Taming An Overgrown Idea

“I don’t know what to write about!”  A common lament, especially among new writers.  Recently a woman said that very thing to me, then added:  “Everything worth saying has already been said.”

 No, it hasn’t.  Certainly not the way you can say it.

It brings to mind that scourge of neighbors’ late summer gardens, the giant squash.  My neighbor was just over here trying to foist a hugely overgrown zucchini off on me.  Her garden was overrun, she pleaded, and she couldn’t bring herself to waste them.  It was always good to have a few in reserve, she insisted.  Finally, she begged, Please, wouldn’t I take one?  Or perhaps five?

I never plant zucchini in my own garden because it’s so easy to come by—on my doorstep, in the backseat of my car, in a basket at the entrance to church.  My husband Dan says, “How can there be world hunger so long as people grow zucchinis in their gardens?”

I have recipes for zucchini bread, zucchini soufflé, stuffed zucchini, and a whole array of casseroles.  But I just learned something new from a woman in Helena, Montana.  She took one of those overgrown garden wonders and—this is the truth, folks!—used it to fight off a 200-pound black  bear that dared force its way into her house.  First she kicked at the bear, but that just made it madder.  So she grabbed up the zucchini she had just that day brought in and bopped the bear on top of its head.  That bear did exactly what I do when I see my neighbor coming up the driveway with an overgrown zucchini under her arm: It turned and ran.

Think of your ideas like overgrown zucchinis.  When you think you’ve done everything possible with them, set them aside and wait for a breath-taking new approach to surprise you.  Then grab up your worn-out idea and bop a bear on its head!

“In literature, as in love, we are astonished at what is chosen by others.”

Andre Maurois



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4 responses to “Taming An Overgrown Idea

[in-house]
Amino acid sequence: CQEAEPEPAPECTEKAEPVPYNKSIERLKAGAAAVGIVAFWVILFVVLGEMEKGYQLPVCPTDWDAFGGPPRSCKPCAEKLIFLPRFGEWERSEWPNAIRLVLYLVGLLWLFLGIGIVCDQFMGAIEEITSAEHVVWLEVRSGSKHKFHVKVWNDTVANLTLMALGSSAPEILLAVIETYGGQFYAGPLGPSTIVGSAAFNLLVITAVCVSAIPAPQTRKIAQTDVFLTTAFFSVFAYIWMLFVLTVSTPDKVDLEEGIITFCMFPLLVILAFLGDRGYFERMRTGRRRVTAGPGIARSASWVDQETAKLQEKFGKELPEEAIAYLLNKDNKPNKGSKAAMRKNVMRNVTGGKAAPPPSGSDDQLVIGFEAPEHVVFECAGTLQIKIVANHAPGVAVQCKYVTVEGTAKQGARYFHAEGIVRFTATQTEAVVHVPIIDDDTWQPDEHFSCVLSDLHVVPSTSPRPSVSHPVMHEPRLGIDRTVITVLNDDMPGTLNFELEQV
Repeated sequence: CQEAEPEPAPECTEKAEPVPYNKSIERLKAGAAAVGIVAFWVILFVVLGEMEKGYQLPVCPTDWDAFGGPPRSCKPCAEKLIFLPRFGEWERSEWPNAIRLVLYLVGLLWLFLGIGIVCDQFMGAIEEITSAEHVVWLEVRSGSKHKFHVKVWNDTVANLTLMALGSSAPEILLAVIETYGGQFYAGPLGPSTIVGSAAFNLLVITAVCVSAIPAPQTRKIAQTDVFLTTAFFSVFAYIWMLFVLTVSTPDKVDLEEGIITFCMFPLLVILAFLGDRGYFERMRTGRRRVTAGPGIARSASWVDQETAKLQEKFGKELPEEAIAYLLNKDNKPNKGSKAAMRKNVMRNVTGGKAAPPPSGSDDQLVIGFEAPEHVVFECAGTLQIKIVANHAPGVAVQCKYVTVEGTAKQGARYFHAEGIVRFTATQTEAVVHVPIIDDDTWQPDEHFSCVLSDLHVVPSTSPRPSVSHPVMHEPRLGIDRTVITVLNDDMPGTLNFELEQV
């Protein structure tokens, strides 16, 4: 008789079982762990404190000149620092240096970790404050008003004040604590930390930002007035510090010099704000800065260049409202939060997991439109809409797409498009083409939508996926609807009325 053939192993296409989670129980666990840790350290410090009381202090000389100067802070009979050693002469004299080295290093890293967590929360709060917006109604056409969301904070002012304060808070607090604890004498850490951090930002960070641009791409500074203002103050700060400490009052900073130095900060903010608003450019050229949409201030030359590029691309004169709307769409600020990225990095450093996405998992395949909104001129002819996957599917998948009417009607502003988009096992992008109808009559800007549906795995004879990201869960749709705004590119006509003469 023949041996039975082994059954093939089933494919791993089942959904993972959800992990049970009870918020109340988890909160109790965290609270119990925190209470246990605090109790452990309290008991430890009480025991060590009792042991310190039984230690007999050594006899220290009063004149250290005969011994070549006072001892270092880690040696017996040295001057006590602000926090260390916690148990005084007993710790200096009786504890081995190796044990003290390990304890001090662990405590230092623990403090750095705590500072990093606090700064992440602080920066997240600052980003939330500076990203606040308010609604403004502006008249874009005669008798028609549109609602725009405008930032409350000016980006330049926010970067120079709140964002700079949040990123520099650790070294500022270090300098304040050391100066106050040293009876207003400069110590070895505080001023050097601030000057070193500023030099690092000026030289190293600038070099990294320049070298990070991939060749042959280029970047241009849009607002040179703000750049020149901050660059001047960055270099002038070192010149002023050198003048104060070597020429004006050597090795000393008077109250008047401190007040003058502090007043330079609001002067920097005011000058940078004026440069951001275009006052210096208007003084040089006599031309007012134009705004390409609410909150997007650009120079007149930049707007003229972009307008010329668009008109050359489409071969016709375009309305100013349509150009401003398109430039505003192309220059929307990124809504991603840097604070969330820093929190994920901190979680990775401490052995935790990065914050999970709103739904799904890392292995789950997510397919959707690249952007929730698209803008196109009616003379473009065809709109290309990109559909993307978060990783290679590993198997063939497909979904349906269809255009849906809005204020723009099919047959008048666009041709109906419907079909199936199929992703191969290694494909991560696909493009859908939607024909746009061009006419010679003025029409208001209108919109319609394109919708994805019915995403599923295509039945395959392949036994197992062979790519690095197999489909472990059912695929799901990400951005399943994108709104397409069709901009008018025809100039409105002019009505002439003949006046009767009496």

1. Kay,
    Having dealt with zucchini’s in my own garden for years, I know of what you speak. I solved the problem by planting my zukes in a little pot that stunts their growth. I hope I’m not doing that with my ideas. I’m reminded that one day King Solomon felt very wise and pontificated to his court, “There is nothing new under the sun…” and then his Grand Wazir whispered to him, “You said that yesterday….” Thanks for the good word, I’ll keep working with what I’ve got, even if it seems like yesterday’s paper. 🙂

  2. My neighbor’s zuchinni plant had grown over the top of the tall wood fence dividing our properties. I enjoyed its growing over my fence longer and wider and the Zuchinni developing and growing. One day I saw her in the front yard and walked over to visit with her a few minutes. During our conversation I told her how much I had been enjoying her zuchinni plant growing over my fence and it had some lovely zuchinni on it. We finished our visit and a short time later she rang my doorbell which I answered and she came in with a pair of scissors in her hand and walked through my house to the patio door, out that door and marched over to the zuchinnis. She cut off the zucchinnis and set them in front of her feet while she cut the vine off and threw it back into her yard. She thanked me for telling her about them and that she thought she should get them out of our yard. She then picked up the zuchinnis and went out of our yard through the gate back to her house. I must have stood there with my mouth open for 5 minutes before I actually realized what had just happened. LOL All this time I was looking forward to eating those zuchinnis and was sure she wouldn’t have minded. I’m sure glad we didn’t pick them and eat them, then have her come ask for them! She said she thought some had probably grown over the fence and had been meaning to come get them. Not once did she tell me we were welcome to them since they had spent their growing time in our yard, our water, our caring and our mouths watering. Some people just don’t get it, but I’m not sure which one of us doesn’t.

    Barb Shelton

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